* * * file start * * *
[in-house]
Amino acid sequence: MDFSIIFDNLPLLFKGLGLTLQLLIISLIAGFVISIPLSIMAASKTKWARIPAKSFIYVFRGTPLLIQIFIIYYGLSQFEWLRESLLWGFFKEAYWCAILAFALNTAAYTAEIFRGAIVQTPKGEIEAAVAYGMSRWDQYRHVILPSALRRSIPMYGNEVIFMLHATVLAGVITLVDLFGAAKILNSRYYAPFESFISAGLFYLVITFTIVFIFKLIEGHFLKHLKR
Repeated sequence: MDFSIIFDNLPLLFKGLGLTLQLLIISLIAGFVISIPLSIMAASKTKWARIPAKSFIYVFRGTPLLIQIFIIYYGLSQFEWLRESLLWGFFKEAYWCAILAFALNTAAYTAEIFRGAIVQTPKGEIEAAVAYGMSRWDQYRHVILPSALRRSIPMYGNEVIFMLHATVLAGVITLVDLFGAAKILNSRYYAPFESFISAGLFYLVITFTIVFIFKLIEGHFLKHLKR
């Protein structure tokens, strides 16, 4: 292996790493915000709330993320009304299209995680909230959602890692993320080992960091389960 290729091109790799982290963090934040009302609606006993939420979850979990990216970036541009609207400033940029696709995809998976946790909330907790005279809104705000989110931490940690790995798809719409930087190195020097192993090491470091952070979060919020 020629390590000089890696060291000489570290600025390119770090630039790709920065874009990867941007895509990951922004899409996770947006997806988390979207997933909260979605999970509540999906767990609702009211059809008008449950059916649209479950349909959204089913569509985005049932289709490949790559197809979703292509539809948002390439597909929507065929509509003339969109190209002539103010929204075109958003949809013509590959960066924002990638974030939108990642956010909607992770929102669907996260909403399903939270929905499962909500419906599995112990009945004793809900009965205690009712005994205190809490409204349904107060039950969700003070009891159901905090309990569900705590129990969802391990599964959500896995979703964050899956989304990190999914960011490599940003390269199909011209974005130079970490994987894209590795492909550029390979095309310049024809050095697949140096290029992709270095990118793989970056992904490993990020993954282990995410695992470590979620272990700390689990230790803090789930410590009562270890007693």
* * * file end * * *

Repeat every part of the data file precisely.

[in-house]
Amino acid sequence: MDFSIIFDNLPLLFKGLGLTLQLLIISLIAGFVISIPLSIMAASKTKWARIPAKSFIYVFRGTPLLIQIFIIYYGLSQFEWLRESLLWGFFKEAYWCAILAFALNTAAYTAEIFRGAIVQTPKGEIEAAVAYGMSRWDQYRHVILPSALRRSIPMYGNEVIFMLHATVLAGVITLVDLFGAAKILNSRYYAPFESFISAGLFYLVITFTIVFIFKLIEGHFLKHLKR
Repeated sequence: MDFSIIFDNLPLLFKGLGLTLQLLIISLIAGFVISIPLSIMAASKTKWARIPAKSFIYVFRGTPLLIQIFIIYYGLSQFEWLRESLLWGFFKEAYWCAILAFALNTAAYTAEIFRGAIVQTPKGEIEAAVAYGMSRWDQYRHVILPSALRRSIPMYGNEVIFMLHATVLAGVITLVDLFGAAKILNSRYYAPFESFISAGLFYLVITFTIVFIFKLIEGHFLKHLKR
């Protein structure tokens, strides 16, 4: 292996790493915000709330993320009304299209995680909230959602890692993320080992960091389960 290729091109790799982290963090934040009302609606006993939420979850979990990216970036541009609207400033940029696709995809998976946790909330907790005279809104705000989110931490940690790995798809719409930087190195020097192993090491470091952070979060919020 020629390590000089890696060291000489570290600025390119770090630039790709920065874009990867941007895509990951922004899409996770947006997806988390979207997933909260979605999970509540999906767990609702009211059809008008449950059916649209479950349909959204089913569509985005049932289709490949790559197809979703292509539809948002390439597909929507065929509509003339969109190209002539103010929204075109958003949809013509590959960066924002990638974030939108990642956010909607992770929102669907996260909403399903939270929905499962909500419906599995112990009945004793809900009965205690009712005994205190809490409204349904107060039950969700003070009891159901905090309990569900705590129990969802391990599964959500896995979703964050899956989304990190999914960011490599940003390269199909011209974005130079970490994987894209590795492909550029390979095309310049024809050095697949140096290029992709270095990118793989970056992904490993990020993954282990995410695992470590979620272990700390689990230790803090789930410590009562270890007693």